• 14. Women Do Dylan: The Aesthetics and Politics of Dylan Covers
      (pp. 169-185)
      Daphne Brooks and Gayle Wald

      Any music wonk will tell you that Bob Dylan persists as a revered if surprisingly confounding racial trickster in popular music culture. His recordings must surely beckon thoughtful rereadings that take into account the politics of cultural appropriation and racial masquerade. Dylan would himself seem to be continuously beckoning this kind of scrutiny. Consider, for instance, his decision to call his 2001 album “Love and Theft,” what amounts to a not-so-oblique nod to Eric Lott’s definitive study of blackface minstrelsy.¹ Dylan’s self-conscious “love and theft” provocatively mirror the focus of Lott’s book and find him churning out stark and stirring...

    • 15. Crow Jane Approximately: Bob Dylan’s Black Masque
      (pp. 186-196)
      Aldon Lynn Nielsen

      “He speaks in your voice, American.”¹ These are the opening words to Don DeLillo’s novelUnderworld. In sorting through these slippery pronouns, we soon learn that the “he” who speaks in our voice is a black adolescent. This might have been surprising to many in the Hibbing, Minnesota, of Dylan’s youth, the time of the novel’s opening, perhaps as surprising as the thought that young Robert Zimmerman would one day stand on the stage of New York’s Gas Light Café singing “No More Auction Block for Me,” or that rechristened as Bob Dylan, he would write words that would become...

    • 16. Not Dark Yet: How Bob Dylan Got His Groove Back
      (pp. 197-212)
      David Yaffe

      June 7, 2004, was not just another gig for Bob Dylan. Sandwiching a show between one-nighters in Atlantic City and Delaware, Dylan went uptown to play the Apollo Theater, the legendary venue where Ella Fitzgerald passed the audition for the Chick Webb orchestra, and where, on a 1962 live album, James Brown made a gig in Harlem a chart-topping soundtrack for the world. In black America,Showtimeat the Apollo could make or break a career. It is the room where African-American discourse is taken to the people, and the response is either up or down. If you’re a comedian...

    • 17. “Nettie Moore”: Minstrelsy and the Cultural Economy of Race in Bob Dylan’s Late Albums
      (pp. 213-224)
      Robert Reginio

      A particularly fascinating “controversy” surrounding Bob Dylan’s 2006 albumModern Timeswas the discovery that Dylan has been since at least 2001’s “Love and Theft” a concerted borrower from the poetry of Henry Timrod, the “Poet Laureate of the Confederacy.”¹ In his 2003 filmMasked and Anonymous, whose setting is a future America gripped by civil war, Dylan references a much more popular piece of Confederate culture by performing “Dixie” with his band. Ultimately, that Dylan is making reference—obscure or otherwise—to the American Civil War should not be surprising at this point. One of the more striking self-portraits...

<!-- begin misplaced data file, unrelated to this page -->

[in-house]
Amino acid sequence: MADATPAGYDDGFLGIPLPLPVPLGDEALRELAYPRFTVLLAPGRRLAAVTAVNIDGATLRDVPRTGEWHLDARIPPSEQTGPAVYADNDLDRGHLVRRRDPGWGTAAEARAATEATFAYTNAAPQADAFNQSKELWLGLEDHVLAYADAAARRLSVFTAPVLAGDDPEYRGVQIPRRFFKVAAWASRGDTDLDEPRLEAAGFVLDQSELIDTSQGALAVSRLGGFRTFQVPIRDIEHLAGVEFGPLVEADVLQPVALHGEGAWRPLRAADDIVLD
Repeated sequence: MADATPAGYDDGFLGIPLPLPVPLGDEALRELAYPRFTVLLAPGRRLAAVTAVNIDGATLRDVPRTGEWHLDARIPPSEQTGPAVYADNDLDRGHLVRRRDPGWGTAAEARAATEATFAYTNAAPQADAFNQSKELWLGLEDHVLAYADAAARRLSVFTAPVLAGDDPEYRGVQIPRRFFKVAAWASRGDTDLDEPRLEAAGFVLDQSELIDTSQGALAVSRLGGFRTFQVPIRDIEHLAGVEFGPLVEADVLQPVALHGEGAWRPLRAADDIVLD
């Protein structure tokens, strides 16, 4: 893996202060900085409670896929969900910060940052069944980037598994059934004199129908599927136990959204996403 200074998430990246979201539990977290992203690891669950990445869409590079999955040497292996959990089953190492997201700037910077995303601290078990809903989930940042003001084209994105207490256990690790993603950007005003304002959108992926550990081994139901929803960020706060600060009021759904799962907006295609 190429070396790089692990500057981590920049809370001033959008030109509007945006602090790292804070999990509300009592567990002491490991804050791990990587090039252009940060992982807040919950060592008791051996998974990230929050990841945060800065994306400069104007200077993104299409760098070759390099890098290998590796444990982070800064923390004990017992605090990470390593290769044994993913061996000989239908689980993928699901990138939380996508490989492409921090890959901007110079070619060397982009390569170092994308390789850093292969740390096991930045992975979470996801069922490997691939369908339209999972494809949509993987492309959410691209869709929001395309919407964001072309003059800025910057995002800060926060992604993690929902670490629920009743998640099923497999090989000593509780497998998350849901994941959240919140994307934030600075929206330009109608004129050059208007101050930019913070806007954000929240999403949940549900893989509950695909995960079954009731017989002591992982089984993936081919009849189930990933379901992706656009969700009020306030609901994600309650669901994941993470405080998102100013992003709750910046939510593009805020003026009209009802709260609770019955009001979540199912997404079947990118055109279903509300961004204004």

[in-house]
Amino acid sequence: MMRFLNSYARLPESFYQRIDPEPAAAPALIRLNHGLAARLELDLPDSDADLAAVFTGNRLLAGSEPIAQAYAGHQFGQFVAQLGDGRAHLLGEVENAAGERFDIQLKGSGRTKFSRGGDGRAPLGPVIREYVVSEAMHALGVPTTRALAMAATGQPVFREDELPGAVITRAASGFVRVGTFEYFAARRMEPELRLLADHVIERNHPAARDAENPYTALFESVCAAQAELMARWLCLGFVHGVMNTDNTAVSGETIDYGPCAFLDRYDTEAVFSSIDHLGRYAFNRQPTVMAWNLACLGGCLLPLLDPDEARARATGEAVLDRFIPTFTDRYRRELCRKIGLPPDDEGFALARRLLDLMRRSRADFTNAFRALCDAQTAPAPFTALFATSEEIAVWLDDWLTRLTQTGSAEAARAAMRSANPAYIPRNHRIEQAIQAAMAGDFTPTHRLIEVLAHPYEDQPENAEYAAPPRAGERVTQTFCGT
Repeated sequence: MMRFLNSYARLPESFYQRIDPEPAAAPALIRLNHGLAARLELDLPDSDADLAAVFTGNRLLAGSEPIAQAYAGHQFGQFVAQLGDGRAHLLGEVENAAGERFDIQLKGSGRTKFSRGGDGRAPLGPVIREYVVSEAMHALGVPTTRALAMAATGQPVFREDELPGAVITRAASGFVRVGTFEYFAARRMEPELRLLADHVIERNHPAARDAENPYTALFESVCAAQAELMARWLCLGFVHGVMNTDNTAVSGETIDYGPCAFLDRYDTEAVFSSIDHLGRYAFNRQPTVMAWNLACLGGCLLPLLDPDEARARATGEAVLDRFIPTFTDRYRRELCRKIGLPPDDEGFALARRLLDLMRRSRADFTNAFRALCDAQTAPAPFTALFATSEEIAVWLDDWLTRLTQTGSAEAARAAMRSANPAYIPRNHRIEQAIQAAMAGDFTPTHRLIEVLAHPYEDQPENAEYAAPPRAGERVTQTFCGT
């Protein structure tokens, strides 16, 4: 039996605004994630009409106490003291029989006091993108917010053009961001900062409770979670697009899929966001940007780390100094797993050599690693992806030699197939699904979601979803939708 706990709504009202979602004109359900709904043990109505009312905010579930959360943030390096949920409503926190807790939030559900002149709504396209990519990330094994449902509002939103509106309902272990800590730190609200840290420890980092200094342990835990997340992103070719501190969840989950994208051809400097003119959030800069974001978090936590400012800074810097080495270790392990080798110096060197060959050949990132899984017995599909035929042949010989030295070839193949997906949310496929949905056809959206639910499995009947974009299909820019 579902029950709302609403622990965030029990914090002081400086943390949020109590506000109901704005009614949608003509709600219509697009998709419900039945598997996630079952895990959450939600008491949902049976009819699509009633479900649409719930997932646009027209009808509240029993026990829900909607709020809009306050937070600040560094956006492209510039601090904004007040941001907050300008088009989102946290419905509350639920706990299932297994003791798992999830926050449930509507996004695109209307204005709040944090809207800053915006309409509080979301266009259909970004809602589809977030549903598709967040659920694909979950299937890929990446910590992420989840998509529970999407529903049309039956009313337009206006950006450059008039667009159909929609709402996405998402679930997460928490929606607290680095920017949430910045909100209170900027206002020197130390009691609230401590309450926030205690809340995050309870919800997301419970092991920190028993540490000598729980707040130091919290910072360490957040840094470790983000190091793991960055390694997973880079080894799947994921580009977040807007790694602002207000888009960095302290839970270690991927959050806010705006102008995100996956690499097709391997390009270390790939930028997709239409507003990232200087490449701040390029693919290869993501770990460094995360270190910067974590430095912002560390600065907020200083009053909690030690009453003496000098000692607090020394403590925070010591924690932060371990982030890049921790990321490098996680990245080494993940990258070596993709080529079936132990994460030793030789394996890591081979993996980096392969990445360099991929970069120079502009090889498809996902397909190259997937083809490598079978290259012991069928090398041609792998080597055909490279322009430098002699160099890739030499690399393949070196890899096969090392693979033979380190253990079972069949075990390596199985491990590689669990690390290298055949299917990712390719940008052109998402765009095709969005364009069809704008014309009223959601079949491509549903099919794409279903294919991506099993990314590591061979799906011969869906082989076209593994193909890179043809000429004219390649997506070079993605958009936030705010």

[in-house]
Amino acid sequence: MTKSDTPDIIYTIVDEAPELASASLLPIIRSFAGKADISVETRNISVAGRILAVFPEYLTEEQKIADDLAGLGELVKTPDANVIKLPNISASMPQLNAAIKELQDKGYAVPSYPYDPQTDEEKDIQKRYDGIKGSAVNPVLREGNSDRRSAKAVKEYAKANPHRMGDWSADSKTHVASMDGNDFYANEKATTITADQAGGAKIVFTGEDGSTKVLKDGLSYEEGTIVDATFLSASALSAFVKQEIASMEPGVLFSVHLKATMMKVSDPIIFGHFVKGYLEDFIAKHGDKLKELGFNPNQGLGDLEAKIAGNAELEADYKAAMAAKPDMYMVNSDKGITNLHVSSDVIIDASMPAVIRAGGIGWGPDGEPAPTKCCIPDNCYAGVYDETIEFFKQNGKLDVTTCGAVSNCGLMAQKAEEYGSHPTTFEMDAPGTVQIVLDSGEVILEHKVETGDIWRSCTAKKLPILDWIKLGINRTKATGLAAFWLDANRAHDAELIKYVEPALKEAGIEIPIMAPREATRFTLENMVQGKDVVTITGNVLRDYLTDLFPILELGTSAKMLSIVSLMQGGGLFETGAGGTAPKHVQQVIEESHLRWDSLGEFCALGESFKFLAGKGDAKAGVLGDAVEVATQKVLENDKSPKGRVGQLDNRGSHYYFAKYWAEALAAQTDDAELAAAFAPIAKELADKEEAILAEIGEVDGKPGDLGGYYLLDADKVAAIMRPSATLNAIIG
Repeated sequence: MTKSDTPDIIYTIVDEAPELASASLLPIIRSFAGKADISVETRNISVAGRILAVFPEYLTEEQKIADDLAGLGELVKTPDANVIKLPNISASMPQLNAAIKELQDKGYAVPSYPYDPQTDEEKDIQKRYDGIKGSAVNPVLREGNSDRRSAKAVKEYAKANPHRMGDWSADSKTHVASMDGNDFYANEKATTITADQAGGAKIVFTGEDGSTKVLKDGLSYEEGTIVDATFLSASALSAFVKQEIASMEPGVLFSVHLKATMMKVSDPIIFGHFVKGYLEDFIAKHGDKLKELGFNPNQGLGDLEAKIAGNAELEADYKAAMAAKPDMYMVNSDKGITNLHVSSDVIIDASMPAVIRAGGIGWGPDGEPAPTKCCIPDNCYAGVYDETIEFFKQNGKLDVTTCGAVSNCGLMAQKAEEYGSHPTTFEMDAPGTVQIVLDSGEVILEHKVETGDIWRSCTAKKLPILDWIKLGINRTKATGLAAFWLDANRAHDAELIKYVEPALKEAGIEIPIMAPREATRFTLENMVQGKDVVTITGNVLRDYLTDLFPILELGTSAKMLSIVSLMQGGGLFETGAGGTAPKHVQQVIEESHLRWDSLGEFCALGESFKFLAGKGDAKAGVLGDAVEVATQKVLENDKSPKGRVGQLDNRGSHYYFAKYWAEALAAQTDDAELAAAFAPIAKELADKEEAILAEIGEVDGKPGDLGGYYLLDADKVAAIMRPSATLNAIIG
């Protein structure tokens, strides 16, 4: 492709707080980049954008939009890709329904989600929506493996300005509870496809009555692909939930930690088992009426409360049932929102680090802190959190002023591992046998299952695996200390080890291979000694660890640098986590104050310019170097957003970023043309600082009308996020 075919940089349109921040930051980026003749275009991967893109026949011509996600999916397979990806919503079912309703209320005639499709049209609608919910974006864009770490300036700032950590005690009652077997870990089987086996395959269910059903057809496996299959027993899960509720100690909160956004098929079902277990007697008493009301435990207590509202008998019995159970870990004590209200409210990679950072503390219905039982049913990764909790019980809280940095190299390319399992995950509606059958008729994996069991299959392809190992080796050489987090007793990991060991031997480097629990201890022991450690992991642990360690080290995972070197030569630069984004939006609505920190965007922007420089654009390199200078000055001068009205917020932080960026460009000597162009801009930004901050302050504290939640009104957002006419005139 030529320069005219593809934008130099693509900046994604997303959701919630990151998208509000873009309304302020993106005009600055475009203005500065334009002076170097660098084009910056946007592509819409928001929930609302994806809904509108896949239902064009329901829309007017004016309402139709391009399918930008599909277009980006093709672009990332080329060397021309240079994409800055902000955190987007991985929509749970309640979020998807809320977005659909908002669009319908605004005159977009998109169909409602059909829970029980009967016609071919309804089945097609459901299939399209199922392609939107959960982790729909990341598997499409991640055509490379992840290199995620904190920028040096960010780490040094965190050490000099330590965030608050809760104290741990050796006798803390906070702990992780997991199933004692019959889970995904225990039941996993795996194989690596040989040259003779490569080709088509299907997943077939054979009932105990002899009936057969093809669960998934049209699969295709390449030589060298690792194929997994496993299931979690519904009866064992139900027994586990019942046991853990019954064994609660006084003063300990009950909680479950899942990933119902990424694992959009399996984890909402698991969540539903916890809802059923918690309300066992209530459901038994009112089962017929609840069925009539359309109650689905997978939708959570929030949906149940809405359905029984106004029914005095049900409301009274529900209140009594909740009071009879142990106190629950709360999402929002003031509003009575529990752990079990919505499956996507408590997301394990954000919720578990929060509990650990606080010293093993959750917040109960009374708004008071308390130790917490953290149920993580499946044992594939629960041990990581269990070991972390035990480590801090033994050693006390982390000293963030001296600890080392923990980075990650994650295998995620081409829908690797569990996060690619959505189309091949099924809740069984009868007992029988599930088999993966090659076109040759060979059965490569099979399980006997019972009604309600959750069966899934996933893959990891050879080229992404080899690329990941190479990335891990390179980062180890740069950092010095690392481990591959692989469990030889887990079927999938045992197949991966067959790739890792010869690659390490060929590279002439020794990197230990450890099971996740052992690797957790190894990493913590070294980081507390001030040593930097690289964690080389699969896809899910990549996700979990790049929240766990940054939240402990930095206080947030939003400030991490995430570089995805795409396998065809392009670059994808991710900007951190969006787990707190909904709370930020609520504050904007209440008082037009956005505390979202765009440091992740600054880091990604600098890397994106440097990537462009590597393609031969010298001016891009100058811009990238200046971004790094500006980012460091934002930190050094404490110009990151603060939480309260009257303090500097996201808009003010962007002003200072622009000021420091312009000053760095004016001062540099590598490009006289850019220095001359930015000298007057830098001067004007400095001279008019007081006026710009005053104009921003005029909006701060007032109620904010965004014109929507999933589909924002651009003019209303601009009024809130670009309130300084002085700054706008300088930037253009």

• 18. “Somewhere down in the United States”: The Art of Bob Dylan’s Ventriloquism
      (pp. 225-236)
      Michael Cherlin and Sumanth Gopinath

      That Bob Dylan has many voices will be an idea familiar to all readers who have followed his musical career. The wise country singer of the early recordings, the sneering hipster of the first electric phase, the weirdly rounded country voice after the “motorcycle accident,” the gruff, dejected old man of recent years—these voices are inseparable from the many style shifts in Dylan’s singing persona over the years. Yet there is another aspect of Dylan’s many voices—the moment-to-moment changes in timbre, inflection, and accent that comprise the basis of his singing style. While one aspect of this essay...

    • 19. Dylan/Disabled: Tolling for the Deaf and Blind
      (pp. 237-248)
      Alex Lubet

      This contemplation of the work of Bob Dylan from the perspective of disability studies is not primarily a consideration of lyrics, though Dylan often references disability, freakery, and “old, weird” social outcasts.¹ It is not primarily biographical and certainly does not brand Dylan disabled, something rarely done in disability studies, which regards disability status as a form of minority status or otherness. Still, Dylan has had noteworthy encounters with disability, particularly in his formative early years.

      InChronicles, Volume 1, Dylan writes of his father Abe’s polio, a condition that kept him out of military service during World War II,...

    • 20. Bob Dylan and the Beats: Magpie Poetics, an Investigation and Memoir
      (pp. 249-260)
      Anne Waldman

      I invoke “magpie poetics” in this investigative memoir as a way of understanding Bob Dylan’s extraordinary creativity. He took what he needed from multiple places and sources—literary, musical, cultural—which included influences from and references to the Beat literary generation writers, particularly the works of Jack Kerouac and Allen Ginsberg. Dylan and Ginsberg were friends, and Dylan had an influence on Ginsberg’s own songwriting and performing forays. He specifically told Allen to write and compose blues. Whatever Dylan gleaned from his association with the Beats—the sound and phrasing and movement of his language—his own work developed out...

  8. Acknowledgments
    (pp. 261-262)
  9. Contributors
    (pp. 263-266)
  10. Index
    (pp. 267-278)